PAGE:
Can I get some love for Mrs. Claus? Santa gets all the credit, but Mrs. Claus is a behind the scenes hero, making sure the presents go to the right people and wrapping them all too (she’s been pulling all nighters for weeks now). She does a lot more than baking and cleaning, and it’s time we recognize her! She’s tired of Christmas being a boys club, and has decided she’ll be making more appearances in the years to come, both with Santa and on her own. Merry Christmas everyone! Photo: @leecohen_pics
Stoked for more storms ahead! No one captures the essence of powder in photos quite like @leecohen_pics. It was a treat to slash some turns for the camera this morning. #bigmtndreams
The first day of winter is here! To celebrate the Winter Solstice, I’m asking you to consider joining the @winterwildlandsalliance, an environmental non-profit that works to protect access to public lands for human-powered snow sports. Visit the link below or in my profile to #keepwinterwild. https://winterwildlands.org/solsticePhoto: @jo_savagephotography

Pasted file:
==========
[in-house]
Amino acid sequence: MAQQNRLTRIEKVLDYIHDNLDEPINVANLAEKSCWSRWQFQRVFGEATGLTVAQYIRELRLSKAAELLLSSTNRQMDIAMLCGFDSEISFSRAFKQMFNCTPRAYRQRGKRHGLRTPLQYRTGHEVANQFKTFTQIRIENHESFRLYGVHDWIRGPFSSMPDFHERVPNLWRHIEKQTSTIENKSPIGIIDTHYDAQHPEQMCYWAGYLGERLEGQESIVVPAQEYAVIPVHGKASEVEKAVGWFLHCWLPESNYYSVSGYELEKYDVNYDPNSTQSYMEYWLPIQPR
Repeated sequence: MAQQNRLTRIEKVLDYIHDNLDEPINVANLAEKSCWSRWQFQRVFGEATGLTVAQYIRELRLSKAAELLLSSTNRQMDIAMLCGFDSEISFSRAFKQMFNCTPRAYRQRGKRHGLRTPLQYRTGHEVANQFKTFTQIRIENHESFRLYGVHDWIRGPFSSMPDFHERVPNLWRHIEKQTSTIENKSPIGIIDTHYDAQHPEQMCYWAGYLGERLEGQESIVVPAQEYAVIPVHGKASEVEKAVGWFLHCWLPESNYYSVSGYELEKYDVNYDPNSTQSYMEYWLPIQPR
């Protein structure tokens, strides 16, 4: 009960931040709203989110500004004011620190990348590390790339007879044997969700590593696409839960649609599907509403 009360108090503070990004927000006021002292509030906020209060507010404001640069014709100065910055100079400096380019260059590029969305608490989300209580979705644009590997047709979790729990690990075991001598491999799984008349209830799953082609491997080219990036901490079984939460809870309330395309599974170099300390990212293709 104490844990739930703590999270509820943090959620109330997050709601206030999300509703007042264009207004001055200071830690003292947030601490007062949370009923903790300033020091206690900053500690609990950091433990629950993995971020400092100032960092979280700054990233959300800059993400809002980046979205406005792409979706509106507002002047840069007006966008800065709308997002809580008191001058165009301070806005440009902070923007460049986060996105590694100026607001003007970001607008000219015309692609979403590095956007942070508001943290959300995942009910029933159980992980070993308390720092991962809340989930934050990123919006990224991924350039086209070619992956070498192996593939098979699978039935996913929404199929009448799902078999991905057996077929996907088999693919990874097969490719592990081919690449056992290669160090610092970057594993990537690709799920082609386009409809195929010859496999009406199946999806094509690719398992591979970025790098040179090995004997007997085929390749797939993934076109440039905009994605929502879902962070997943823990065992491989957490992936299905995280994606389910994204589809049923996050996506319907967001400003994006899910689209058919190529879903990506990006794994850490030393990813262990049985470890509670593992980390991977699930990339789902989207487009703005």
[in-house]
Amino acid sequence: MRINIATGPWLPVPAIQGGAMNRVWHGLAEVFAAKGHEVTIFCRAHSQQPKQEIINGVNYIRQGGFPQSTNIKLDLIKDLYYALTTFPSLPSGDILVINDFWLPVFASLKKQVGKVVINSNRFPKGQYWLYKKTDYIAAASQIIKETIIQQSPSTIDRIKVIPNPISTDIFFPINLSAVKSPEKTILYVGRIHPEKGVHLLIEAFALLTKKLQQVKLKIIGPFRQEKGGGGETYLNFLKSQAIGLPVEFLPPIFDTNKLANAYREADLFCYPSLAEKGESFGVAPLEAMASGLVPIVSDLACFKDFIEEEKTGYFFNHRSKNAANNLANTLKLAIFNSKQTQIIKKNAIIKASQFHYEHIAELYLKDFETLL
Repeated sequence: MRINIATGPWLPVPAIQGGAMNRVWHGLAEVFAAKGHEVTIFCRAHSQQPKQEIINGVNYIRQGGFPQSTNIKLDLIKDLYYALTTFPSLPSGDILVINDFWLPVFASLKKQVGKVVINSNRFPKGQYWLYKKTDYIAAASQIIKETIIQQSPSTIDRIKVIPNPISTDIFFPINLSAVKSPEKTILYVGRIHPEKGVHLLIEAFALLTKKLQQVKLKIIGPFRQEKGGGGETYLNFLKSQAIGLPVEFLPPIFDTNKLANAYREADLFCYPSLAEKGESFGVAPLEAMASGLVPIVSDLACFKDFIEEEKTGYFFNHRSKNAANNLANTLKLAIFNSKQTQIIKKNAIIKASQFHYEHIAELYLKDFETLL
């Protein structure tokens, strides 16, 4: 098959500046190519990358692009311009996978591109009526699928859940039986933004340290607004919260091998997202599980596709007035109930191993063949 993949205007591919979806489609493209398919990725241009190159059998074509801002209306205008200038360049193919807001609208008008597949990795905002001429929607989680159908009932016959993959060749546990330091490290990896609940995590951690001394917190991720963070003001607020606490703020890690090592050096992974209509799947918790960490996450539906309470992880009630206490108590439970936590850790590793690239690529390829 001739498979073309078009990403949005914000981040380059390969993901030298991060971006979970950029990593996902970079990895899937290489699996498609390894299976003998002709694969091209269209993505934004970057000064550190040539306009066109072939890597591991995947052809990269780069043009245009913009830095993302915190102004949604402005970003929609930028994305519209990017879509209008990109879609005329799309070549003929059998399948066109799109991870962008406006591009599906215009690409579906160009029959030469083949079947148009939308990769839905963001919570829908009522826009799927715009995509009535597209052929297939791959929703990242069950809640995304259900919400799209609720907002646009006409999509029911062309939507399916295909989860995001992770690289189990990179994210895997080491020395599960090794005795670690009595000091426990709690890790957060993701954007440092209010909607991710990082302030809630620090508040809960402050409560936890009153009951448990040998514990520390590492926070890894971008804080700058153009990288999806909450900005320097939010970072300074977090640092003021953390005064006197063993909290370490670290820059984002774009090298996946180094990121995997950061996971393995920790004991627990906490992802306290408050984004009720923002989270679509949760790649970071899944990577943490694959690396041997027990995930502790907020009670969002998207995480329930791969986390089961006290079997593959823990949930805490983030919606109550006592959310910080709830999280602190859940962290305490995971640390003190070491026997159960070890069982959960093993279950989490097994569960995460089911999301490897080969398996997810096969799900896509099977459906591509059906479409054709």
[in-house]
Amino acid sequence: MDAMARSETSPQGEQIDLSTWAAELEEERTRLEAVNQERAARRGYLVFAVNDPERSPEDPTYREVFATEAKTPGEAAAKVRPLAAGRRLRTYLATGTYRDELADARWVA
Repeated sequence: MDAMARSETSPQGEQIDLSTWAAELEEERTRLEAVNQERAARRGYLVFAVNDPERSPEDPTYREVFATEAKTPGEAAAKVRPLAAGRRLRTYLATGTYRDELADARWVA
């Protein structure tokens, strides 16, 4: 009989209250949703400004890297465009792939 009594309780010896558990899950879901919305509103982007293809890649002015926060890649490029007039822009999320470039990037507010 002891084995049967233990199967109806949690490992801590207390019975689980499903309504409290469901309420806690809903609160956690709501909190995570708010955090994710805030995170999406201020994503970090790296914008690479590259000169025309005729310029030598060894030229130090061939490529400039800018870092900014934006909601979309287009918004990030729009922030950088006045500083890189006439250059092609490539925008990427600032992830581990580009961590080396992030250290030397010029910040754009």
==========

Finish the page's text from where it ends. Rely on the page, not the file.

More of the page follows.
Cho-Oyu mini series: sunset at camp 2 at 23,300’/7,100m. I could write a novel about this trip. There’s so many details I want to tell you about the experience, the challenges, the highs and lows. Instead, I’m going to let this photo speak for itself. It was a sunset that I won’t soon forget. The best part was getting to share it with @rob.lea. Cho Oyu mini-series brought to you by @keen and @clifbar. #KEENambassador @clifbar #FeedYourAdventure #bigmtndreams